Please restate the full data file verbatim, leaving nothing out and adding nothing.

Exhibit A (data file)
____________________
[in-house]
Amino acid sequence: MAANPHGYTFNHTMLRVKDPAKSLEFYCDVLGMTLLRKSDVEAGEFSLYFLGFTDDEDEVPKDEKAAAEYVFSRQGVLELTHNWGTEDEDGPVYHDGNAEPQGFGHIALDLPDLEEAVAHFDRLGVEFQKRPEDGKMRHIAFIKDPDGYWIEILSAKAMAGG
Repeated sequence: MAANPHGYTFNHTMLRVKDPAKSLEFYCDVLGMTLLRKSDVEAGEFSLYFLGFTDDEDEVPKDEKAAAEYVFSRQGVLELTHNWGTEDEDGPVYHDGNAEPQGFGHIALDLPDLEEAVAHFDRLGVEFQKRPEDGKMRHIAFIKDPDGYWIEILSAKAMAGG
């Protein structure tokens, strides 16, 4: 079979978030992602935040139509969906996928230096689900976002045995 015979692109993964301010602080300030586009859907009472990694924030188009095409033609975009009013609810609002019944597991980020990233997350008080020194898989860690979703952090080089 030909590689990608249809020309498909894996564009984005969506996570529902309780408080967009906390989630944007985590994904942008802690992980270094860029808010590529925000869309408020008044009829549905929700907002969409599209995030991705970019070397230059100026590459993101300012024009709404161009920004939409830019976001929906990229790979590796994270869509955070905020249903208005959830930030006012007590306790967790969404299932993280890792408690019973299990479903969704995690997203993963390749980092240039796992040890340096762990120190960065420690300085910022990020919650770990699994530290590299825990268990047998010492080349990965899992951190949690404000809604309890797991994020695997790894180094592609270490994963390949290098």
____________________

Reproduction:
[in-house]
Amino acid sequence: MAANPHGYTFNHTMLRVKDPAKSLEFYCDVLGMTLLRKSDVEAGEFSLYFLGFTDDEDEVPKDEKAAAEYVFSRQGVLELTHNWGTEDEDGPVYHDGNAEPQGFGHIALDLPDLEEAVAHFDRLGVEFQKRPEDGKMRHIAFIKDPDGYWIEILSAKAMAGG
Repeated sequence: MAANPHGYTFNHTMLRVKDPAKSLEFYCDVLGMTLLRKSDVEAGEFSLYFLGFTDDEDEVPKDEKAAAEYVFSRQGVLELTHNWGTEDEDGPVYHDGNAEPQGFGHIALDLPDLEEAVAHFDRLGVEFQKRPEDGKMRHIAFIKDPDGYWIEILSAKAMAGG
């Protein structure tokens, strides 16, 4: 079979978030992602935040139509969906996928230096689900976002045995 015979692109993964301010602080300030586009859907009472990694924030188009095409033609975009009013609810609002019944597991980020990233997350008080020194898989860690979703952090080089 030909590689990608249809020309498909894996564009984005969506996570529902309780408080967009906390989630944007985590994904942008802690992980270094860029808010590529925000869309408020008044009829549905929700907002969409599209995030991705970019070397230059100026590459993101300012024009709404161009920004939409830019976001929906990229790979590796994270869509955070905020249903208005959830930030006012007590306790967790969404299932993280890792408690019973299990479903969704995690997203993963390749980092240039796992040890340096762990120190960065420690300085910022990020919650770990699994530290590299825990268990047998010492080349990965899992951190949690404000809604309890797991994020695997790894180094592609270490994963390949290098």